A lot of girls I know have been eagerly looking forward to seeing Sleeping Beauty, a film directed by Julia Leigh, starring Emily Browning. I think it’s because we all secretly love fairy tales, especially when they come in adult form.
Also, Jane Campion is in some way attached to the project, and I’m a complete sucker for her films—Bright Star, The Piano, A Portrait of a Lady, An Angel At My Table—because they’re always about strong women caught up in impossible love stories. Every time I date someone, I see if they pass the Jane Campion test, which means that I come to them in the dark of the night, with nothing on but a cape, and see if they make love to me violently. If they do, I get married to someone else.
The biggest fan of Jane Campion that I know is Shark Mobczak.
I was waiting to watch Sleeping Beauty with Citibank, but then on Sunday afternoon, it was cold, and Sadie Lady came over for a visit. Flipping through the movies On Demand, I came upon the flick, rentable for $6.99.
“I really want to see that,” Sadie Lady said, the very picture of a slumbering beauty underneath a blue fleece blanket.
“Rent,” I said, and clicked the button, vowing to cut myself thoroughly to make up for the betrayal to Citibank.
I knew the movie wasn’t going to be great. It’s been through a number of extensive edits since it came out of Cannes, where it got very mixed reviews. It’s also Australian. I knew that there was going to be a lot of attempts at incorporating feminist theories about female sexuality, and a lot of that strange, dream-like, non-sensical cuts in the manner of Catherine Breillat, the ultimate French feminist auteur, who directed her own, much stranger version of Sleeping Beauty in 2010.
The movie opens with the scene of Emily Browning, who is a gamine and fey beauty, having a tube stuck down her throat without any anesthesia, by a vampire-y looking man wearing a lab coat. “Oh no,” I said to myself, as I winced painfully. “Here we go.”
What proceeded was a story about a young university student, Lucy, who is very beautiful, and very fucked up. Hints are dropped that she was abused by her extremely alcoholic mother, and thus is reckless with her own body.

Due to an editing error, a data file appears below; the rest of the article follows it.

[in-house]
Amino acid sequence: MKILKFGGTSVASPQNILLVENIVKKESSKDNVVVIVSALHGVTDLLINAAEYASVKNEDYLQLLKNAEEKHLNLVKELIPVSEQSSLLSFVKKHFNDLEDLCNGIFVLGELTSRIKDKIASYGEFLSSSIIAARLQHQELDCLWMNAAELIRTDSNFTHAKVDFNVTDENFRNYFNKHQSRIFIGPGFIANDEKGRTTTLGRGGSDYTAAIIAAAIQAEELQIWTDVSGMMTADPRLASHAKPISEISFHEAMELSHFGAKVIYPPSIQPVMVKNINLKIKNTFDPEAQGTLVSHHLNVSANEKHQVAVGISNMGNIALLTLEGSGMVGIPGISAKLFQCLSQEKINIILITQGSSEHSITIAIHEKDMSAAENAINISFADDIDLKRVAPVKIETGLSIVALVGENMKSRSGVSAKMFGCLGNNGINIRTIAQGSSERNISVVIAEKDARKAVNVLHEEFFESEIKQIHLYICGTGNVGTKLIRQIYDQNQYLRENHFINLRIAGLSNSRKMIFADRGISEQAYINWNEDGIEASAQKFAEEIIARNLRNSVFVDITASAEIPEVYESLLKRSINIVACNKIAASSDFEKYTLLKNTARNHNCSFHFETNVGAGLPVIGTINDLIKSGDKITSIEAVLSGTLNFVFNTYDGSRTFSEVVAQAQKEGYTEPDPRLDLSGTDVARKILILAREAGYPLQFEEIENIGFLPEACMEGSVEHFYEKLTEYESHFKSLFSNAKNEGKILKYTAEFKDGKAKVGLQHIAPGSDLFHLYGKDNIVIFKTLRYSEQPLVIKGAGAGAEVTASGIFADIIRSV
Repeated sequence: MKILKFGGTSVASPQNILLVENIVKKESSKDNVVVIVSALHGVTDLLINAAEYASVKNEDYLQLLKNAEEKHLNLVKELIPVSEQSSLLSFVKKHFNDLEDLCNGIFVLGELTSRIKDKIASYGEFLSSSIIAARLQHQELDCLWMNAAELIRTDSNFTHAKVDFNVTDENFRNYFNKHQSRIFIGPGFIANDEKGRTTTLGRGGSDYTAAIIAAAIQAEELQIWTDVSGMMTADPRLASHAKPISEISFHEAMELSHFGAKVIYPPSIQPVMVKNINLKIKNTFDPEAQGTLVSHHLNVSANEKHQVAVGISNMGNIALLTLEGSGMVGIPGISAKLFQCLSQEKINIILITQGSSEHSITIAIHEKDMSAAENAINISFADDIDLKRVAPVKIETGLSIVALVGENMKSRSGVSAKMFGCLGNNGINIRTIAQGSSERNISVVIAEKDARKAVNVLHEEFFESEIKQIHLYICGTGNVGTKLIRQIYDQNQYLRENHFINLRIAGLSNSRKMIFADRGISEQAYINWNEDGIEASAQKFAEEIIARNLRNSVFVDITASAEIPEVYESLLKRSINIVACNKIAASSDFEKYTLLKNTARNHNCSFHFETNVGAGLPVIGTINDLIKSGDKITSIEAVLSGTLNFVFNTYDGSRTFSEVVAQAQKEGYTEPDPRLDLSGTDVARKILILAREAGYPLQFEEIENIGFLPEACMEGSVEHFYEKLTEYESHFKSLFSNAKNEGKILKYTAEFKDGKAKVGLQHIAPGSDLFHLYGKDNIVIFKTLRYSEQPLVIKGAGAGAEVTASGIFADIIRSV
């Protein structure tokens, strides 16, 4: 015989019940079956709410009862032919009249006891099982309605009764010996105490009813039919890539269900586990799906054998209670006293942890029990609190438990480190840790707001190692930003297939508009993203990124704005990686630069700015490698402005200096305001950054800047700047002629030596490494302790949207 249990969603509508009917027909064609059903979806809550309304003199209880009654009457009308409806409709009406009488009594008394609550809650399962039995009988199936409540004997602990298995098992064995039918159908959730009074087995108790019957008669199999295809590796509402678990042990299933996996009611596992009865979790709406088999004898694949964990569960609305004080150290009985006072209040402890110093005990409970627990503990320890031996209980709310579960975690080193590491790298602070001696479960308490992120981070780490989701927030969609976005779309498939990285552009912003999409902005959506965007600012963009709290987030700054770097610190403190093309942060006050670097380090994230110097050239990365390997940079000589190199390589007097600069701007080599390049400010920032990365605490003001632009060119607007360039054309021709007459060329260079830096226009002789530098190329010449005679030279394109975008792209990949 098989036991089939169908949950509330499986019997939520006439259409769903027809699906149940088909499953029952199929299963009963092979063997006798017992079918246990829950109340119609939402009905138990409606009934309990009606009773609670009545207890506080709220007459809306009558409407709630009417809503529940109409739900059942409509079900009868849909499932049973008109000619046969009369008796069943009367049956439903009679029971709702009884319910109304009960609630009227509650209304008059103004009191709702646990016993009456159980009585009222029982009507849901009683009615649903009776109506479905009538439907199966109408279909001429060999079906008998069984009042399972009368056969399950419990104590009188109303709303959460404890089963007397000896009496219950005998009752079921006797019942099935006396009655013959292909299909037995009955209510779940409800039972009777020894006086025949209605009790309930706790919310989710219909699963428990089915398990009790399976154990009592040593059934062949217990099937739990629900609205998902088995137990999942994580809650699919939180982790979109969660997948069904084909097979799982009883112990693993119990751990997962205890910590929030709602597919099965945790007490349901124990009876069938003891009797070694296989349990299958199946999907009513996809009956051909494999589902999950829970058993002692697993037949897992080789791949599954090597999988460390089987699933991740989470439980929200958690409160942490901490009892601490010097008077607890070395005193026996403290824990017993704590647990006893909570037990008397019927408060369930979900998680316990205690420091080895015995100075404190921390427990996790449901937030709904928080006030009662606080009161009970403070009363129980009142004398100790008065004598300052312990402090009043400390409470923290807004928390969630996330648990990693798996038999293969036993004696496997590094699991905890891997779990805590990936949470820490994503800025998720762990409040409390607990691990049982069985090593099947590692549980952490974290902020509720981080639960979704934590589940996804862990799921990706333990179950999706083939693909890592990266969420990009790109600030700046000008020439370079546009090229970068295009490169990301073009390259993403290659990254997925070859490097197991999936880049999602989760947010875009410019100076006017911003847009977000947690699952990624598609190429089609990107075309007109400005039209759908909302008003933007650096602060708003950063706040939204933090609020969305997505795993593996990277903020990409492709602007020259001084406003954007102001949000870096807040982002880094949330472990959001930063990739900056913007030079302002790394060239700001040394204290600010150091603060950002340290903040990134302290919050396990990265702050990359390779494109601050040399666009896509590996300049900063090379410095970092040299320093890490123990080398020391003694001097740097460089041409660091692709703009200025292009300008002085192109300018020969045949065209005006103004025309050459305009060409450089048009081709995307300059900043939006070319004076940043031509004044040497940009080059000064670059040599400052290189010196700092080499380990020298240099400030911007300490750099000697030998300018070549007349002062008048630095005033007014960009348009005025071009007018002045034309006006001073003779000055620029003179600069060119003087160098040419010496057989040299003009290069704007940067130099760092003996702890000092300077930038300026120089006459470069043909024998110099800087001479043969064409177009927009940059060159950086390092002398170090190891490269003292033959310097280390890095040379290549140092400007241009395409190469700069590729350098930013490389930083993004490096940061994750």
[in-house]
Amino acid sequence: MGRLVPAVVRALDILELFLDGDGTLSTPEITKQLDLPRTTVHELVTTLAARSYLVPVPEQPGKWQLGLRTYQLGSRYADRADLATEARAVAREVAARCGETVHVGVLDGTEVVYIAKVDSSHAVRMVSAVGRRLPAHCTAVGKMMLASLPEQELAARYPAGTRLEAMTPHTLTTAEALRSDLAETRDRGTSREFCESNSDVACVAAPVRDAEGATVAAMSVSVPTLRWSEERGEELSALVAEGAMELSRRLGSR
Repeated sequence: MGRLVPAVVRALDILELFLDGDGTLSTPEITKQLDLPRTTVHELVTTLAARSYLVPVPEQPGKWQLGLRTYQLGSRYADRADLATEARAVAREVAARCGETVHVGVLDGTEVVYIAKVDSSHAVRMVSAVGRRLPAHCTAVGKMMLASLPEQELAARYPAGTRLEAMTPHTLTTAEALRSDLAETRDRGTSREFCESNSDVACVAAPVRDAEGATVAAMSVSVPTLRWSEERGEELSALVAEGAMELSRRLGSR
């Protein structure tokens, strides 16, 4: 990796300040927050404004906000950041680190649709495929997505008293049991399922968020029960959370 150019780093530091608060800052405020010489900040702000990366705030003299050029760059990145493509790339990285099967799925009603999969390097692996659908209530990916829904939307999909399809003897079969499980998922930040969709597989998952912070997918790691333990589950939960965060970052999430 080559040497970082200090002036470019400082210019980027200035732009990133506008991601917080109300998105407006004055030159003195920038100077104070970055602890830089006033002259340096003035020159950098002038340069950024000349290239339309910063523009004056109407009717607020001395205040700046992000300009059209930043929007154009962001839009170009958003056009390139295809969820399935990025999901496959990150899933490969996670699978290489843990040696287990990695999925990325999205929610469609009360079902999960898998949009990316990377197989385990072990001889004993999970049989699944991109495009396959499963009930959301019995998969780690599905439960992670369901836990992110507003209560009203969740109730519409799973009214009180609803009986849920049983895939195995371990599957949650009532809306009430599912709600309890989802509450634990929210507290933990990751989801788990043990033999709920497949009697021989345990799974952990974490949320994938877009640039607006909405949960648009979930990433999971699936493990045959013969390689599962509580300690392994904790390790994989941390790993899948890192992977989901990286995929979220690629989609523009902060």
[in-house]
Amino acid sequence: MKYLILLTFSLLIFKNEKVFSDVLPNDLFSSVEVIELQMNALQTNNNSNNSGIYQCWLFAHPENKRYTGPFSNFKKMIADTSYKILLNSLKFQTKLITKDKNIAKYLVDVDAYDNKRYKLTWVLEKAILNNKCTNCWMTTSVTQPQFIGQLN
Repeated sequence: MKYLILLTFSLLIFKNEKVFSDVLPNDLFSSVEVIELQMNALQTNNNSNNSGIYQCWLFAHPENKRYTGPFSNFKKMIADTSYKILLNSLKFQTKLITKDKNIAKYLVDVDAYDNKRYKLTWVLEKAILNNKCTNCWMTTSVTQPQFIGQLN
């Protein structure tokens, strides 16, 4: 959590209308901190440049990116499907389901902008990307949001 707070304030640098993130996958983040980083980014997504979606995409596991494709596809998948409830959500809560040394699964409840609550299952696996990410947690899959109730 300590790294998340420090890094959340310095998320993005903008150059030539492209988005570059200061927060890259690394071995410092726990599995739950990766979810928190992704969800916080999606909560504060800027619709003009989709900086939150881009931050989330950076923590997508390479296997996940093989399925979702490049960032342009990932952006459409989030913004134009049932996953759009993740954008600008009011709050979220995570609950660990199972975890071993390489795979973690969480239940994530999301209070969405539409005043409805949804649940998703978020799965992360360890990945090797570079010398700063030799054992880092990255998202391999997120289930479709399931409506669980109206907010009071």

After a number of scenes in which she blows coke, sleeps with a middle-aged man as a dare, refuses to pay her rent, fucks up at her job, and drinks vodka out of a water glass with her Pee-Wee Herman-esque best friend, who talks to her like he’s James Joyce, she answers an advertisement in a campus newspaper calling for waitresses who serve food in their underwear.
Arriving at the interview, she is poked and prodded by the surreally elegant Clara, who is the madame of the operation. Lucy is told that she is an extraordinary beauty, but that she will become even more extraordinary after her training. She is also told that no matter what happens, her vagina will never be penetrated. “My vagina isn’t a temple,” Lucy says to Clara.
“Waaa waaa,” I said to the television screen.
Lucy falls into the job easily, which pays $250 an hour. At first, she merely serves wine in white lacy lingerie, her tiny nipples popping out of the top of her bra. Her breasts are meager blessings, and they made me fond of her, as I have similarly sparse offerings.
The other girls who do the job wear all black bandages that wrap around their nether regions, and they are professionals.
One of them tells Lucy to match the color of her lipstick to her labia, and then scolds her when she doesn’t take the order seriously.